Back in 2015 I made some predictions which turned out to be completely off the mark when it came to the general election results. This year I am going to stick my neck out again, but in general terms rather than targeting specific numbers.
Conservatives: Double-figure majority but not a landslide. Will make gains in Scotland from people who want to stop the SNP, and this will mainly be down to the energetic campaigning of Ruth Davidson. Although there may be a strong anti-Tory vote in some areas, First Past the Post will see Theresa May continue as Prime Minister.
Labour: Squeezed in Scotland by the SNP on the left/pro-independence and the Conservatives on the right/pro-union. Overall they will pick up anti-Tory votes but I think this will be in areas where they are already strong, which unfortunately is a waste in our First Past the Post system. I think Corbyn will fare better than Miliband (it will be catastrophic for Labour if he doesn’t), but he will be forced out at some point in 2017/18.
Liberal Democrats: In theory the only way is up, and they have the Unique Selling Point of being the main UK-wide opposition to Brexit. However, I think the Lib Dems have two major problems which will limit their gains to a handful of seats. First of all, as some of my friends in the party have pointed out, they have not had time to properly train and mobilise the new members who joined (or in some cases rejoined) after the Brexit referendum and the Article 50 notification. Secondly, in England at least, this election is looking more and more like a fight between Labour and the Conservatives. People who want to keep the Tories out are, in many areas, better off voting Labour. I am also not convinced that the Lib Dems have fully washed away the taint of having gone into coalition with the Conservatives, which only ended two years ago. In my constituency the Lib Dem candidate has gone as far as telling supporters to vote Labour, though he only picked up around 900 votes last time as he can’t even be bothered to live in the North West.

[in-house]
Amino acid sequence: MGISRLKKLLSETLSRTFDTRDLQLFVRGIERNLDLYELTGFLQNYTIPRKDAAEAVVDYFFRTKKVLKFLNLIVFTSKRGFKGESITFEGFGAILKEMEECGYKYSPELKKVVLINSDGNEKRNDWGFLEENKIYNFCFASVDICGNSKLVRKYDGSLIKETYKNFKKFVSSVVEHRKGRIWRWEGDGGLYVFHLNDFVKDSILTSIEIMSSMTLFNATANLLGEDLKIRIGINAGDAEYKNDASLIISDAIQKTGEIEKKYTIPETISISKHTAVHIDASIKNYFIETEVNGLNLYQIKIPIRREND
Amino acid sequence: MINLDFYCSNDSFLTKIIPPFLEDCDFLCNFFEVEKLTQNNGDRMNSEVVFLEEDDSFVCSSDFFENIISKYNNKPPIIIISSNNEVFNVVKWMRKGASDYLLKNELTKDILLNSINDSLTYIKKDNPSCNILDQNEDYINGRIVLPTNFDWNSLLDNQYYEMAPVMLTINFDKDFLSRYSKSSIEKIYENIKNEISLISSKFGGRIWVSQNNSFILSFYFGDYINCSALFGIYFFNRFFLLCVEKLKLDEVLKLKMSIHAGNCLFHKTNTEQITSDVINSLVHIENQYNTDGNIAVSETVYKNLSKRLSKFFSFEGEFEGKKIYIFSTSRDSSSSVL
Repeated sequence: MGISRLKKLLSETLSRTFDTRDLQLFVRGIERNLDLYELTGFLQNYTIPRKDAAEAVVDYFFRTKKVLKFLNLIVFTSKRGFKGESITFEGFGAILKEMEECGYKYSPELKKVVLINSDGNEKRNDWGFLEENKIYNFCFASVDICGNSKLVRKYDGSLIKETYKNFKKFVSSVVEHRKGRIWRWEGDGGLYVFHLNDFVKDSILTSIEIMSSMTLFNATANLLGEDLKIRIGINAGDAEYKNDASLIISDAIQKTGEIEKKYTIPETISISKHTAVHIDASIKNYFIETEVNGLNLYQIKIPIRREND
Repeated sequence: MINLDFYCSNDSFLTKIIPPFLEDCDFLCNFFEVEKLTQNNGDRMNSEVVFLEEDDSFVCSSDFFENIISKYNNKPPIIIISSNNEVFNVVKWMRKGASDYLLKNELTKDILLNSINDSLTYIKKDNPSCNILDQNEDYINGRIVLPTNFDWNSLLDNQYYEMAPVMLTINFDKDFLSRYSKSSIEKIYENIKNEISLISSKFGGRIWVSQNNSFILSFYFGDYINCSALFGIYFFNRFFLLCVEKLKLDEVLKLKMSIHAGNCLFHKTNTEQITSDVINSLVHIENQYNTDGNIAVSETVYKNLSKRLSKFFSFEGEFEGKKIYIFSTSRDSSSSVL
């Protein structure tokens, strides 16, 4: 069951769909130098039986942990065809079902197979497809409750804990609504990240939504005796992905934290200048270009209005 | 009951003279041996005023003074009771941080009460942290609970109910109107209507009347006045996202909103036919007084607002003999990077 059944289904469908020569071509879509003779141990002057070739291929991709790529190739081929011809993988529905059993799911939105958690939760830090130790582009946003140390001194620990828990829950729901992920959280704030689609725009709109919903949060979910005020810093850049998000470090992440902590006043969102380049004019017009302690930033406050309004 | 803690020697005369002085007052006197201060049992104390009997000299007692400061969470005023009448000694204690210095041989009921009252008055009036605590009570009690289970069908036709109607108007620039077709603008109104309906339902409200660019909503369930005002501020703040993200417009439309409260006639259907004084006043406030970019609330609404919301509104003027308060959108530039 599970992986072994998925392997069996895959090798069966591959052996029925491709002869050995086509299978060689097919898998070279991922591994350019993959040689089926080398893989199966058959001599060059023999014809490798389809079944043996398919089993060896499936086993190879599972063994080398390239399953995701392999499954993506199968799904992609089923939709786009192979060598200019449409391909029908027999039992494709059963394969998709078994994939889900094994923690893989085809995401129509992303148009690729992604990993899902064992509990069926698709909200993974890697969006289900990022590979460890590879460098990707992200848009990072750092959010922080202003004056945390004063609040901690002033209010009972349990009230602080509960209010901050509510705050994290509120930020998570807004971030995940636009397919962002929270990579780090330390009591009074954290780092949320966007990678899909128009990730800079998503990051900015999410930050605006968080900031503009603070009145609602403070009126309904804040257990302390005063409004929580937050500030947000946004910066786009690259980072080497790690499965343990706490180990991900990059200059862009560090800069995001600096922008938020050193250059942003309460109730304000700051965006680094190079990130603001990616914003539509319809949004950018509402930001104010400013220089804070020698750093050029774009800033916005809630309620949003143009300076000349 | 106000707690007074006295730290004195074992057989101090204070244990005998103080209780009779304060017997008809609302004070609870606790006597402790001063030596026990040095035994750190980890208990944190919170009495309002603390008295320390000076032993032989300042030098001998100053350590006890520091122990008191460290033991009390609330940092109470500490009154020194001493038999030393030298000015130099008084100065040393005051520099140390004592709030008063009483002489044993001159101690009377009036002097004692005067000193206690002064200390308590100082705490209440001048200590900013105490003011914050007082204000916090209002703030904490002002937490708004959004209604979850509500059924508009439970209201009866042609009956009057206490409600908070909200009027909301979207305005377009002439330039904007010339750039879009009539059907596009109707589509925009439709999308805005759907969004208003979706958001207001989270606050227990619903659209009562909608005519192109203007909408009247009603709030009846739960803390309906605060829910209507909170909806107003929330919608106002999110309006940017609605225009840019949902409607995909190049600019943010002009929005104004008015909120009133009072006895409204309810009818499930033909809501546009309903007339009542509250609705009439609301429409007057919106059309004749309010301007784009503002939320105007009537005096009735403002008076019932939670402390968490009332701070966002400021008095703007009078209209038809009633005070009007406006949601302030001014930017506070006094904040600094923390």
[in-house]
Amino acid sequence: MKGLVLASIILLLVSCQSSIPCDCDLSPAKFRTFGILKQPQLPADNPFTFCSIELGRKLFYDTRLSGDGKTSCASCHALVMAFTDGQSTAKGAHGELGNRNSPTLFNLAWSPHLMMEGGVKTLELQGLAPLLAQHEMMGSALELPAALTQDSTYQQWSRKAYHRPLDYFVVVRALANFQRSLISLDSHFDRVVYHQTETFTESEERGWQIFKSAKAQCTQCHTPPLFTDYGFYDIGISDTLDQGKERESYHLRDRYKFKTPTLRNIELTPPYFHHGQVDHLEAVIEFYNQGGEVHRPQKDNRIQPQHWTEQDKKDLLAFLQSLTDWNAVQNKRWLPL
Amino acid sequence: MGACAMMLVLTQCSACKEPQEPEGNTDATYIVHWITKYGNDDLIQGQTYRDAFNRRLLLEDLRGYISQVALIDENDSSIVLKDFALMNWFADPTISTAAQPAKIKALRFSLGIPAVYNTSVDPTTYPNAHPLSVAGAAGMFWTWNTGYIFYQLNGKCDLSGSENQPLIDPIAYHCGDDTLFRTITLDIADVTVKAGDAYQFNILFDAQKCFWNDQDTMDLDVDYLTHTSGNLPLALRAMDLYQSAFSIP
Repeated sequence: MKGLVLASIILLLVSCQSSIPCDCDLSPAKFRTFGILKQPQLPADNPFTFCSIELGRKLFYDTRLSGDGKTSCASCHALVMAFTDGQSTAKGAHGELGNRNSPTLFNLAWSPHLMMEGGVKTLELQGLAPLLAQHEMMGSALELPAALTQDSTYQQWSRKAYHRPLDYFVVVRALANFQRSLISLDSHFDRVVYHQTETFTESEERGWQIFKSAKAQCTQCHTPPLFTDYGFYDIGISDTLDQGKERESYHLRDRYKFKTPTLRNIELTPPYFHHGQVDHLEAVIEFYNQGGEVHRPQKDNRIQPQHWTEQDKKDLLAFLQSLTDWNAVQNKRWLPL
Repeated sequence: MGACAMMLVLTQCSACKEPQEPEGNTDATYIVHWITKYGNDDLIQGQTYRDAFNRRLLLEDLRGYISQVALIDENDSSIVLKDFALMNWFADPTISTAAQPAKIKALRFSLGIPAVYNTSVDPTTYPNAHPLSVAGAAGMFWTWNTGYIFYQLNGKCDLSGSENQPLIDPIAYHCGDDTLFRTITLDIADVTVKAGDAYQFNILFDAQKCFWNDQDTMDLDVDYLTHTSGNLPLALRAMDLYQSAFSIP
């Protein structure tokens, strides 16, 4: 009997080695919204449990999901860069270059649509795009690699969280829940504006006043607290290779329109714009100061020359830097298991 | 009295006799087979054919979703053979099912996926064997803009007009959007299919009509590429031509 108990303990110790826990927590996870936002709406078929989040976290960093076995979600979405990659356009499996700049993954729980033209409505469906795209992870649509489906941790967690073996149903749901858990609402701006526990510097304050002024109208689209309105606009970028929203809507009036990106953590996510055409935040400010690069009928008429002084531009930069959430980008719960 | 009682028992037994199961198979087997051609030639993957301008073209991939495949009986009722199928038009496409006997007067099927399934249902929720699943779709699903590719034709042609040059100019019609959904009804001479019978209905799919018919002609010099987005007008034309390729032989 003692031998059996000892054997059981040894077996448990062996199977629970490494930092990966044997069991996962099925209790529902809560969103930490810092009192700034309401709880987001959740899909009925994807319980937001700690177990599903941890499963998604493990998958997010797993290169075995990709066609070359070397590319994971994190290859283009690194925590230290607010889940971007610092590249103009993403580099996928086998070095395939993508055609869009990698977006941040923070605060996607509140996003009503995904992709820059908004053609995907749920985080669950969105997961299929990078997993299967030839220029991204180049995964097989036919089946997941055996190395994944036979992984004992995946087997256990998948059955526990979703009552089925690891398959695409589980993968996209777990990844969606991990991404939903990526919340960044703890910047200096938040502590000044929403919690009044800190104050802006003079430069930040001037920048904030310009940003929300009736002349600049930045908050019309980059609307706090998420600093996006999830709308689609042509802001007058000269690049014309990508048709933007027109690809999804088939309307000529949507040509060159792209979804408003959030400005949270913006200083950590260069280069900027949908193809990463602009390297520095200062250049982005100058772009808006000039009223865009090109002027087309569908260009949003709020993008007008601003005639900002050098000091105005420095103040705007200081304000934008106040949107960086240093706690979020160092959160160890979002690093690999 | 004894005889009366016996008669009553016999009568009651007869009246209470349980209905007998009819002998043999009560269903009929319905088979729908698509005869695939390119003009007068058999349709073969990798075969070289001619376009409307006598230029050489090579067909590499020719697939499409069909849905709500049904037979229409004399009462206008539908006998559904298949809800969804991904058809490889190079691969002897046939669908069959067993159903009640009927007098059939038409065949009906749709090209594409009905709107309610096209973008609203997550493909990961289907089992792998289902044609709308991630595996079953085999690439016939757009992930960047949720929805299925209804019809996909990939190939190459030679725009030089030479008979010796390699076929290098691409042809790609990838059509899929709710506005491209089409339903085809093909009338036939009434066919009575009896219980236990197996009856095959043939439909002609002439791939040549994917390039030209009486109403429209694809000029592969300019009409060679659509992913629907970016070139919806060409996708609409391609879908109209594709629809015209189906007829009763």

SNP: Realistically, given their current dominant position, they are going to lose some seats to lower turnout and voters getting fed up with the governing party (even though that is a separate Parliament).1
UKIP: Collapse in the vote as Brexit is now secure under either the Conservatives (if you want Hard Brexit) or Labour (Soft Brexit) so there is no point in supporting UKIP. The party is also not standing candidates against ‘good Brexiteers’ so will cut off some of its own support in that way. The main interesting question is where the UKIP vote will go – to the Conservatives (most likely), Labour (probably not) or not turn out at all (maybe). Furthermore, whilst I know that many readers will consider Nigel Farage to be an odious character, he was good at garnering media attention and presenting the party in a positive light (if you didn’t look too closely). Paul Nuttall is far less effective and is coming across in an extreme and offensive manner which I think will put off a lot of voters.
Greens: Like the Lib Dems they will suffer from tactical anti-Tory voting in favour of Labour, and they have already decided not to stand candidates in some areas in order to assist this. Talk of a ‘progressive alliance’ will come to nothing, and even if it does a solitary Green MP is not going to be a key player.
Overall, rather glum reading for all parties other than the Conservatives – and even there I expect a poor share of the vote. All this could be overturned of course if young people go out to vote, but past experience has shown that they do not and I don’t see any reason why this election will be different.
Scotland returns MPs for Westminster and also has its own Parliament. The SNP are the minority governing party in the Scottish Parliament and won 56 out of the 59 Westminster seats in the 2015 general election. ↩